local transitivity and Barrat transitivity for directed graph

I try to compare the output of local transitivity and Barrat transitivity using igragh. However, I have problems with how they are calculated for directed graph. The result seems different from what I expected.

When calculate local transitivity, the direction is ignored. I calculated the local transitivity by number of closed triads devided by all possible triads (refer to Wasserman & Faust, 1994). But the result is 0.1666667 NaN NaN 1 1, same as the output of Barrat transitivity. Can anyone kindly explain it? Thanks a lot!

Below are the codes and output.

< g_1 <- graph( edges=c(1,2,1,3,1,4,1,5,4,1,5,1,4,5), n=5, directed=T)
< transitivity(g_1, type="local", isolates = "NaN")
#[1] 0.06666667        NaN        NaN 0.33333333 0.33333333
< transitivity(g_1, type="Barrat", isolates = "NaN")
#[1] 0.1666667       NaN       NaN 1.0000000 1.0000000

Clustering coefficient calculations are supported only for simple undirected graphs. The next version of igraph will throw an error if you try to use them on something else.


Thanks a lot for the fast reply.
Is that mean the output of clustering coefficient (i.e., local transitivity) is wrong when the graph is directed?
Is Barrat transitivity also gives wrong number for directed graphs?


More precisely, if the graph is directed, will the graph be treated as undirected and produce clustering coefficient or the output is just wrong?

Right now I do not recall the details that led to forbidding non-simple graphs. To be sure that your results are correct, please use only simple graphs. You can use simplify(). I will create an issue for this so it won’t be forgotten and so that we can investigate if it would be easier to support multigraphs now.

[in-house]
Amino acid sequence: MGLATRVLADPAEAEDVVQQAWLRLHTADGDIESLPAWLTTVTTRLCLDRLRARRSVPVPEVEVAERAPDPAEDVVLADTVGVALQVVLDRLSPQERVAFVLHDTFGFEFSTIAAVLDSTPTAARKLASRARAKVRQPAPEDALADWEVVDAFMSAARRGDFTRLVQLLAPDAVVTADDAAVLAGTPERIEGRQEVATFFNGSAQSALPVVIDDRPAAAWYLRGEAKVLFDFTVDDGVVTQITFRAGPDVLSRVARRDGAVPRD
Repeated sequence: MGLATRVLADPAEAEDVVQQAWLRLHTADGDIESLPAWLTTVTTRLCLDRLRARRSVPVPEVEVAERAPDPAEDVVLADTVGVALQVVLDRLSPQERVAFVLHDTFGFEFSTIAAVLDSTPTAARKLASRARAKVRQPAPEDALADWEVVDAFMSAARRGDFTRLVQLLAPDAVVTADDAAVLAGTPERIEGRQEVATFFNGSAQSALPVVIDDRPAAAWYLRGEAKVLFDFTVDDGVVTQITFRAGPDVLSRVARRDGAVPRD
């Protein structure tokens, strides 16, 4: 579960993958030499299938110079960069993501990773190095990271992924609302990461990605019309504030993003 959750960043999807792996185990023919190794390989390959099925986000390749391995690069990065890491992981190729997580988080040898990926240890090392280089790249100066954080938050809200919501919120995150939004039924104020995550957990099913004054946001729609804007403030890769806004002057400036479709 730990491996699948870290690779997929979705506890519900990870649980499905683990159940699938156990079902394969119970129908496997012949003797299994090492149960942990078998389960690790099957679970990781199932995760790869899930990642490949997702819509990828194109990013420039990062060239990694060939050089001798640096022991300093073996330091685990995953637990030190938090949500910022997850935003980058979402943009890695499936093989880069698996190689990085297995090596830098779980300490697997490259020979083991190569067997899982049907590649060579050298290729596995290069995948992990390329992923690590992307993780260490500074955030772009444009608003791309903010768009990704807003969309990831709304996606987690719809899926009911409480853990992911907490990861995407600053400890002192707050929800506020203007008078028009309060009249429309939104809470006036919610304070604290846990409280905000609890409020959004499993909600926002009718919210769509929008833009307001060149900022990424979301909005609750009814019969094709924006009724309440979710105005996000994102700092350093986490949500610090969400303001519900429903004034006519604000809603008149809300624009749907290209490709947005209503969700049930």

As for directed graphs:

The concept of the clustering coefficient applied to undirected graphs only, and does not generalize to the directed case in a straightforward manner. There is no generally accepted definition of the “directed clustering coefficient” in the network science community. There are a few papers suggesting multiple different kinds of generalizations. If you think that you need to count directed triangles in your graph, take a look at motifs().

The issue tracking the directed version of clustering is here: Generalization for transitivity to directed graphs · Issue #1218 · igraph/igraph · GitHub

To get the undirected clustering for directed graphs, first convert the graph to an undirected one, and once again be sure to simplify the graph afterwards.

Do not simply apply the function to a directed graph. It will not be able to just ignore edge directions correctly, as reciprocal directed edges are effectively undirected multi-edges.

OK, I found the original issue:

Yes, it may be wrong when the graph is a multigraph after ignoring edge directions.

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Note this part in the documentation:


The barrat type of transitivity does not work for graphs with multiple and/or loop edges. If you want to calculate it for a directed graph, call as.undirected with the collapse mode first.

FYI we have improved the handling of multigraphs and directed graphs in unweighted transitivity calculations. Now edge multiplicities and edge directions are correctly ignored. It will take some time before this change makes it into the R interface of igraph though.

Ref: Support multigraphs in transitivity calculations by szhorvat · Pull Request #1790 · igraph/igraph · GitHub

Brilliant! Thanks for notifying me.

Szabolcs Horvát via igraph support forum <igraph@discoursemail.com> 于2021年5月29日周六 上午10:27写道: